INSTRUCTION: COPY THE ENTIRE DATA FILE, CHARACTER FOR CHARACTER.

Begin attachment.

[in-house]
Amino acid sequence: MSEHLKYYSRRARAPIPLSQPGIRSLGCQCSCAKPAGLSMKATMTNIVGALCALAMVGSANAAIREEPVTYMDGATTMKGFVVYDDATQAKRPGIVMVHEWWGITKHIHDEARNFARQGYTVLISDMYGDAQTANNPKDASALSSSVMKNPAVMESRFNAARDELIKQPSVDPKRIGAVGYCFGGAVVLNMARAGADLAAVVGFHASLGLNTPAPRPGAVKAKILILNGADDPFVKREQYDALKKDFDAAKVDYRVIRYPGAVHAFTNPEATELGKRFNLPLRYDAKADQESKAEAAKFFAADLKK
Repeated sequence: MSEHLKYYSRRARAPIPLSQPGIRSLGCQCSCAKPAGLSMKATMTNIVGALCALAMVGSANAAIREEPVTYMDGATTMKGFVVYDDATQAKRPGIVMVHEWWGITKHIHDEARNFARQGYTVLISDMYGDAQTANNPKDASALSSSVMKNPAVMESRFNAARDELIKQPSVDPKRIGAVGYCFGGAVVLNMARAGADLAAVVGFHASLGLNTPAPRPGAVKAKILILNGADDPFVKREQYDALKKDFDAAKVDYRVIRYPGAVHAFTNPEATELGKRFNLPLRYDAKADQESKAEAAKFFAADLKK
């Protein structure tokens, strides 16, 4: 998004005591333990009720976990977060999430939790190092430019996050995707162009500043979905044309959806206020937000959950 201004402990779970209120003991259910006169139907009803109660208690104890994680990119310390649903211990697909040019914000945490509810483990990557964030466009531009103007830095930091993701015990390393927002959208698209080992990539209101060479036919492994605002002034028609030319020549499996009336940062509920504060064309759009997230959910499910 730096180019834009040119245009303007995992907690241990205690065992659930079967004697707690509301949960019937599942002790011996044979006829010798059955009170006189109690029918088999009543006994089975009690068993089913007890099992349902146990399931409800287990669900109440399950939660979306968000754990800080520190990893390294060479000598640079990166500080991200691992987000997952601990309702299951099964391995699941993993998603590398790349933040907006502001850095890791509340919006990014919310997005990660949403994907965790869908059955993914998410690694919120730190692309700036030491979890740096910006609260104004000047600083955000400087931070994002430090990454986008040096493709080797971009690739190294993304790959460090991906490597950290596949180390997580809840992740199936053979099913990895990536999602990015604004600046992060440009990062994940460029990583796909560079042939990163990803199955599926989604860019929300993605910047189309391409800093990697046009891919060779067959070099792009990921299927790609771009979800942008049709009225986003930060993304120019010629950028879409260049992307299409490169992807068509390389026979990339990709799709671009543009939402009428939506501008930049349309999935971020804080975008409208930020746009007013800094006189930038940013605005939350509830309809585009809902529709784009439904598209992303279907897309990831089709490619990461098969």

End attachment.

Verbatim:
[in-house]
Amino acid sequence: MSEHLKYYSRRARAPIPLSQPGIRSLGCQCSCAKPAGLSMKATMTNIVGALCALAMVGSANAAIREEPVTYMDGATTMKGFVVYDDATQAKRPGIVMVHEWWGITKHIHDEARNFARQGYTVLISDMYGDAQTANNPKDASALSSSVMKNPAVMESRFNAARDELIKQPSVDPKRIGAVGYCFGGAVVLNMARAGADLAAVVGFHASLGLNTPAPRPGAVKAKILILNGADDPFVKREQYDALKKDFDAAKVDYRVIRYPGAVHAFTNPEATELGKRFNLPLRYDAKADQESKAEAAKFFAADLKK
Repeated sequence: MSEHLKYYSRRARAPIPLSQPGIRSLGCQCSCAKPAGLSMKATMTNIVGALCALAMVGSANAAIREEPVTYMDGATTMKGFVVYDDATQAKRPGIVMVHEWWGITKHIHDEARNFARQGYTVLISDMYGDAQTANNPKDASALSSSVMKNPAVMESRFNAARDELIKQPSVDPKRIGAVGYCFGGAVVLNMARAGADLAAVVGFHASLGLNTPAPRPGAVKAKILILNGADDPFVKREQYDALKKDFDAAKVDYRVIRYPGAVHAFTNPEATELGKRFNLPLRYDAKADQESKAEAAKFFAADLKK
């Protein structure tokens, strides 16, 4: 998004005591333990009720976990977060999430939790190092430019996050995707162009500043979905044309959806206020937000959950 201004402990779970209120003991259910006169139907009803109660208690104890994680990119310390649903211990697909040019914000945490509810483990990557964030466009531009103007830095930091993701015990390393927002959208698209080992990539209101060479036919492994605002002034028609030319020549499996009336940062509920504060064309759009997230959910499910 730096180019834009040119245009303007995992907690241990205690065992659930079967004697707690509301949960019937599942002790011996044979006829010798059955009170006189109690029918088999009543006994089975009690068993089913007890099992349902146990399931409800287990669900109440399950939660979306968000754990800080520190990893390294060479000598640079990166500080991200691992987000997952601990309702299951099964391995699941993993998603590398790349933040907006502001850095890791509340919006990014919310997005990660949403994907965790869908059955993914998410690694919120730190692309700036030491979890740096910006609260104004000047600083955000400087931070994002430090990454986008040096493709080797971009690739190294993304790959460090991906490597950290596949180390997580809840992740199936053979099913990895990536999602990015604004600046992060440009990062994940460029990583796909560079042939990163990803199955599926989604860019929300993605910047189309391409800093990697046009891919060779067959070099792009990921299927790609771009979800942008049709009225986003930060993304120019010629950028879409260049992307299409490169992807068509390389026979990339990709799709671009543009939402009428939506501008930049349309999935971020804080975008409208930020746009007013800094006189930038940013605005939350509830309809585009809902529709784009439904598209992303279907897309990831089709490619990461098969």